Is Social Media Improving or Destroying Your Personal Brand?

By Geo A. Ropert, APR
Along with developing and enhancing corporate and organizational brands, I’ve been doing more work in the “personal” branding arena. Everyone knows the importance of maintaining a strong, respected and recognized business brand but few professionals recognize the importance of maintaining the same when it comes to how they’re perceived; what their personal brand is.

A brand isn’t just a logo or a tagline. A brand is a promise! It’s a promise of what someone can expect when they interact with an organization; how they’ll feel, what they’ll get, and whether they’ll remain faithful and loyal. It’s the same for people.

Your brand is what people think and say about you when you’re not around. It’s what they expect when in your presence or dealing with you in a negotiation. Yet, I don’t think we realize how much our brand is being affected by what we say and do in today’s digitally-connected world.

If you’re a professional in your field, an entrepreneur trying to make a name for yourself and your business, or the face of your organization, everything you post – or that’s posted about you – is impacting your personal brand.  From your social media pages, to your blogs and any other places you appear, viewers and readers form more of their impressions of you from afar than from person-to-person interactions.

Sure, some people are compensated for sharing their thoughts, beliefs and opinions, sometimes boldly and without filters. But they are the exception and their brand is reflective of that by their choosing; think talk show hosts, political or issue writers and bloggers. For the rest of us, sharing the same must be done with thoughtfulness towards how our words and images will be perceived by our employers, customers, colleagues, friends and family.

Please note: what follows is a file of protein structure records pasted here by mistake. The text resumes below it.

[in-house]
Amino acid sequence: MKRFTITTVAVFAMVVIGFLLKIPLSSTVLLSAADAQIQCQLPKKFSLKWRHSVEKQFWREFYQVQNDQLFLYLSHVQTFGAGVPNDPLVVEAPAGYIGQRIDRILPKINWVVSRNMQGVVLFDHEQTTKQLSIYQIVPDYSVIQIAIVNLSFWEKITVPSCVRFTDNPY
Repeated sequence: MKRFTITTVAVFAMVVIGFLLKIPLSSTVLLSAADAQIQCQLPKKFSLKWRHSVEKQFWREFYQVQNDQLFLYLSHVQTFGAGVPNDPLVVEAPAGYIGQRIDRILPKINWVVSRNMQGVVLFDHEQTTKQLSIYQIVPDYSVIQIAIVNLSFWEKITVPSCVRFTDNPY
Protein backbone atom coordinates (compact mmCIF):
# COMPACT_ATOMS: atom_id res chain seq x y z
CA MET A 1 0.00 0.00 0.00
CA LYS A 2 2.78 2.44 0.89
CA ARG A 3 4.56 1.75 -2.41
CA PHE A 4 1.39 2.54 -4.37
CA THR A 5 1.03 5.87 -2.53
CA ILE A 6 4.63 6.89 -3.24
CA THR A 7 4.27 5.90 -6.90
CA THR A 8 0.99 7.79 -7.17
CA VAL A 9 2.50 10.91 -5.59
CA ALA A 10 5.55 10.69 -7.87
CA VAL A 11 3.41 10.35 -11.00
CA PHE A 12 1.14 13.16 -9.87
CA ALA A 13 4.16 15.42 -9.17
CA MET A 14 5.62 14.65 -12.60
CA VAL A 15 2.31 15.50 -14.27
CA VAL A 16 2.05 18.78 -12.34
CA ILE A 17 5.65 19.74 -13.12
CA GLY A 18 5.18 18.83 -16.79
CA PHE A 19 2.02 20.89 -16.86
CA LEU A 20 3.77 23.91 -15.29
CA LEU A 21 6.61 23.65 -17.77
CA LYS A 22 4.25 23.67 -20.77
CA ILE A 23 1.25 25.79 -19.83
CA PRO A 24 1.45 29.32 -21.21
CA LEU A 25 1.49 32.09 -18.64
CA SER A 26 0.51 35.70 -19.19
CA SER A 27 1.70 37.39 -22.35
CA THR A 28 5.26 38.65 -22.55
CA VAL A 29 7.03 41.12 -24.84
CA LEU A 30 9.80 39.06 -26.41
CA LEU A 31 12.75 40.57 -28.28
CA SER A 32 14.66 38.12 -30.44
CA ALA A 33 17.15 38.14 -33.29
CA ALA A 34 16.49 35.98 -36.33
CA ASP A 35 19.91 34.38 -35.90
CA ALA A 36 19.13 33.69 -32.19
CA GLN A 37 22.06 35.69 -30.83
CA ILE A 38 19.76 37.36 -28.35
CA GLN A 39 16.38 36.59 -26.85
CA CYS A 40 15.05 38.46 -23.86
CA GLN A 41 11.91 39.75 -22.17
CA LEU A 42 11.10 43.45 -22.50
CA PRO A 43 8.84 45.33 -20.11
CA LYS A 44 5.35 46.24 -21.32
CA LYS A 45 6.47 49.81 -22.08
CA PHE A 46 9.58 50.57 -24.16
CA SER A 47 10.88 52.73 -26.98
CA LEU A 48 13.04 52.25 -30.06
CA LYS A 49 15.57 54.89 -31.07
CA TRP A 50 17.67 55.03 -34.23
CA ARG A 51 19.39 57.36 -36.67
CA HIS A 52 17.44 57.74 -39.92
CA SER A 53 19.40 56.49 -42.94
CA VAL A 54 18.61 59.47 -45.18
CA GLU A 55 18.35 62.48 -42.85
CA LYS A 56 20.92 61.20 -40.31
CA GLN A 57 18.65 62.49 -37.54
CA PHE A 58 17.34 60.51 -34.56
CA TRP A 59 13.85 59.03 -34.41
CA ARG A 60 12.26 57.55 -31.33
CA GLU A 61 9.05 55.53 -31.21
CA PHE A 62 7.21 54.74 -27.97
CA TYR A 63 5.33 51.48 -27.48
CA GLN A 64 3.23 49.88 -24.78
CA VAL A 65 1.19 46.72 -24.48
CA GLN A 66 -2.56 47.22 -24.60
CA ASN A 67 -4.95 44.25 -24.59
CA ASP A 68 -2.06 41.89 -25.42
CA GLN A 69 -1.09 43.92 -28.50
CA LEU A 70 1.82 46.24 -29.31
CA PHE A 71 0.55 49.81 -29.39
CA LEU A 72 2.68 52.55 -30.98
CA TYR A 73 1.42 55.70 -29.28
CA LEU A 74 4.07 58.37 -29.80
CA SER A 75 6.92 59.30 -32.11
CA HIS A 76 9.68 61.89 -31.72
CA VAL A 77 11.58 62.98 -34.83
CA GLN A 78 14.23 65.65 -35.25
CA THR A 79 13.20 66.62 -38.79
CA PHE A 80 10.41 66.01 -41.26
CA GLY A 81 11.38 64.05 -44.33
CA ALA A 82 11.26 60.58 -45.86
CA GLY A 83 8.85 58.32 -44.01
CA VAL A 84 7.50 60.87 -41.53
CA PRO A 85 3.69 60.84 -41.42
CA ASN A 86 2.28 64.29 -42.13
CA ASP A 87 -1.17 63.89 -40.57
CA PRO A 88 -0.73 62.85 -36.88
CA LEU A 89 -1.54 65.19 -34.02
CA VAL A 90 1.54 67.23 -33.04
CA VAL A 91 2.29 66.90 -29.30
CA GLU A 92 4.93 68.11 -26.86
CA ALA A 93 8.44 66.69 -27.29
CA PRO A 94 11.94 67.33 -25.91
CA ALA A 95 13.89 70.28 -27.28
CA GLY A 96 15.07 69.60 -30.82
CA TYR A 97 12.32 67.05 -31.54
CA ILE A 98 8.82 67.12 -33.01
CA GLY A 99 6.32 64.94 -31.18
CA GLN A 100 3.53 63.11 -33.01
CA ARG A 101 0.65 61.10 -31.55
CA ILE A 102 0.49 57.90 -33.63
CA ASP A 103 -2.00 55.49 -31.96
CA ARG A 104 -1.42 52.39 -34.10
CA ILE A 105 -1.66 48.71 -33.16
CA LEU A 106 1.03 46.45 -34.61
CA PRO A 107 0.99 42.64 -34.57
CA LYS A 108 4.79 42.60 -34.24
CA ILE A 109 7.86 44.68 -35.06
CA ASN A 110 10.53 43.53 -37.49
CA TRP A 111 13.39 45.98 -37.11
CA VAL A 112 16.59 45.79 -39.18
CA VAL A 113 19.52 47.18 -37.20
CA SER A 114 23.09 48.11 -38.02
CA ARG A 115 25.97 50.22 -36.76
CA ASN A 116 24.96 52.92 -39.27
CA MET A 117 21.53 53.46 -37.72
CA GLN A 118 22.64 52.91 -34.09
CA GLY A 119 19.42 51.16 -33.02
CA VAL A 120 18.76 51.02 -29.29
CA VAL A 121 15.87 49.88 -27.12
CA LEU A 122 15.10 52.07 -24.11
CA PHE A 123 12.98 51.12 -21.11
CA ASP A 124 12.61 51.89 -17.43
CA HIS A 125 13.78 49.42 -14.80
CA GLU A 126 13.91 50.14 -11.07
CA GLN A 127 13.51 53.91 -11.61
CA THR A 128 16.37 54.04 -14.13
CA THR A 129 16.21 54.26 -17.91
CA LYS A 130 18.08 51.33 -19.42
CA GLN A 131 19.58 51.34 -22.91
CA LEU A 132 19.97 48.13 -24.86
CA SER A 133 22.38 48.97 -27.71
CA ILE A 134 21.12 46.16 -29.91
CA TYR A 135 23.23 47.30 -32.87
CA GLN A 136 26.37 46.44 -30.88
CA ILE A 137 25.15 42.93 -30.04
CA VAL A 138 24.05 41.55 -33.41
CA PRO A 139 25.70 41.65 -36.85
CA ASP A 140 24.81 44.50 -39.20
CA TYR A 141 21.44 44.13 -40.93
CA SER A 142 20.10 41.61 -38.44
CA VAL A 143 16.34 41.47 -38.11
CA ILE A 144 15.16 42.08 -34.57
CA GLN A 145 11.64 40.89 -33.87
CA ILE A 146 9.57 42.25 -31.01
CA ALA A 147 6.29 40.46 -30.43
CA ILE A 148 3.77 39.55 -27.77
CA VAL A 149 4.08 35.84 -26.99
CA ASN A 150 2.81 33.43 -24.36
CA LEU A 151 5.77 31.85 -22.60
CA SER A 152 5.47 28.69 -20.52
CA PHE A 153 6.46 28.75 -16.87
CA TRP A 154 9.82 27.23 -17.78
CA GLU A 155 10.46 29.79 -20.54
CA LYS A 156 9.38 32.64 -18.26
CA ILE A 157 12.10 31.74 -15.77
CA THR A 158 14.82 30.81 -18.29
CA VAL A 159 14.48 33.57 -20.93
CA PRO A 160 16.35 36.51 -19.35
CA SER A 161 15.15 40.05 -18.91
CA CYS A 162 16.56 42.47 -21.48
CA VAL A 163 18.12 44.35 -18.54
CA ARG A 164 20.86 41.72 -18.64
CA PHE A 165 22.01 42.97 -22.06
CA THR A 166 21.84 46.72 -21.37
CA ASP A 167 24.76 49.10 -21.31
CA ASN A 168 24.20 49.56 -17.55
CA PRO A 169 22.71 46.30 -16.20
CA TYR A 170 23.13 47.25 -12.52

Some of the “friends” I have on Facebook or whose Twitter and Instagram feeds I follow are either oblivious to the impact their comments and images have on their personal brand or think they won’t be judged because of them. Some are questionable at best and cruel, hurtful or hateful at worst. I think about the employee who derides a coworker or competitor on their personal page, only to be confronted by management and either reprimanded or terminated. Or the teacher whose risqué photos from summer vacation in the Caribbean end up online and cost them their jobs. What about the person who takes a position on an issue and states that those who don’t espouse to their beliefs are less of a human? Personally, my opinion of them lessens with each rant and rave.

The Internet has provided a vast place for us to share information about ourselves, and helped us to connect with others in ways we never dreamed just a few years ago. It’s also exposed us to a broader audience and we don’t know who may be in that audience or how they’ll perceive us; how they’ll perceive our personal brand.

Keep this in mind as you go about your day: If what you said or did was the top headline in the daily news, would you be proud?

Always be a great brand!